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Discussing homosexuality debate

Observer Viewpoint | Thursday, November 6, 2003

Over the past year, a large number of columns and letters have been written on the subject of homosexuality. It is with some hesitation that I add to that number.

However, I think I can safely say that my contribution to the discussion will be different in at least one respect because I’m not going to tell you what I think.

Really, it’s better this way. Our views on homosexuality are based upon a whole range of deep assumptions about morality, human nature and the authority – or lack of it – of the Bible and the Church. An 800-word opinion piece is not going to change your mind. But the columns and the letters keep coming in, and I doubt I am the only person who has wondered what those who write them are hoping to achieve.

The arguments usually fall into one of two categories: those that aren’t really arguments at all, but rather cocktails of assertion and invective, and those that really are arguments, but not good ones.

Leaving aside the bald assertions that “homosexuality is wrong” the majority of arguments made for that position are appeals to scripture or the teaching of the Church. But letters to the editor are not a good medium for arguments establishing the authority of scripture or scriptural exegesis.

Similarly, at least since the emergence of widespread dissent on the issue of artificial contraception, many Catholics have ceased to believe that the Church has the authority to tell them what to do in their sexual lives. Whatever one thinks about the legitimacy of this dissent, the issue won’t be settled in this column, or on these pages.

The argument that homosexuals tend to be more promiscuous than heterosexuals is irrelevant to moral issue. We should – and usually do – judge individuals by their own behavior, not the statistics for the groups to which they belong. If a study came out showing that the English were, on average, more promiscuous than the French, I don’t see why I should be concerned – though I might be a little surprised.

Turning to the arguments on the other side, again we find little that will persuade those who do not already agree. Earlier in this semester, a student wrote in these pages that a God who gave people a homosexual orientation but who forbid them to act upon their sexual inclinations would be “objectively inconsistent.”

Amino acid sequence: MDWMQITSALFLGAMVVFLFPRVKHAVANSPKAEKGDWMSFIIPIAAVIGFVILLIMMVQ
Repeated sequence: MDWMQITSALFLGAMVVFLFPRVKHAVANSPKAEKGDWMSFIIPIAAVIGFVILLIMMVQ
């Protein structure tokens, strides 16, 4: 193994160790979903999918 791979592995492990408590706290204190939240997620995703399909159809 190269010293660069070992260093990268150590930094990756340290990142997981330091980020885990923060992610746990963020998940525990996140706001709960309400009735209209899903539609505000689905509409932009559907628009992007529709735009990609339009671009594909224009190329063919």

But surely we do believe that some people – pedophiles, to give the most obvious example – have sexual inclinations on which it would be wrong to act? Indeed, if we consistently held the view that God would not give us desires on which it was wrong to act, we would have trouble explaining why he would have given us the moral law at all. The Church has traditionally avoided this problem by saying that not all of our desires are in fact God given. The doctrine is called Original Sin.

No, I didn’t just compare homosexuality with pedophilia.

I won’t get into the issue of whether homosexuality is genetic or cultural or a combination of both in origin. That too is irrelevant to the moral issue. The mistake is to equate this question with the issue of whether or not a homosexual has any choice over his sexual orientation. But if orientation were determined by events in early childhood then it would not follow that a person had any more choice over his orientation than if it was genetic.

As to the recent exchange between correspondents trying to settle the issue on scientific grounds, I think the most recent position that was taken was this: The National Association for Research and Therapy of Homosexuals is biased and should be ignored because it produces statements saying that homosexuality is a disorder; instead we should trust the American Psychology Association when it says that homosexuality is not a disorder because the APA is unbiased. Also, NARTH is a small organization full of crackpots, but the APA has 161,000 members, and 161,000 psychologists can’t be wrong. Well, they were wrong until 1973 of course, but they can’t be wrong now.

Clearly we aren’t going to get very far this way.

At least for the foreseeable future, there is no chance that the debate over homosexuality will go away, but perhaps it could go better. The letters calling for understanding, tolerance and respect get the words right, but go wrong by suggesting that anyone who possessed those virtues would by necessity agree with the letter writer.

Typically, they also err in equating respect with approval. Sometimes we show respect to someone by disagreeing with them. But it is hard to see this in debates about sexuality, because we – heterosexuals and homosexuals alike – are taught to think of our sexuality as central to our very identity, the key to who we are. This (questionable) assumption is shared by many on both sides of the debate and accounts for the passion and pain that accompanies the arguments.

The debate can and must continue, but I for one doubt whether this page is the best forum for it do so.

Peter Wicks is a graduate student in philosophy. His column appears every other Thursday. He can be reached at pwicks@nd.edu.The views expressed in this column are those of the author and not necessarily those of The Observer.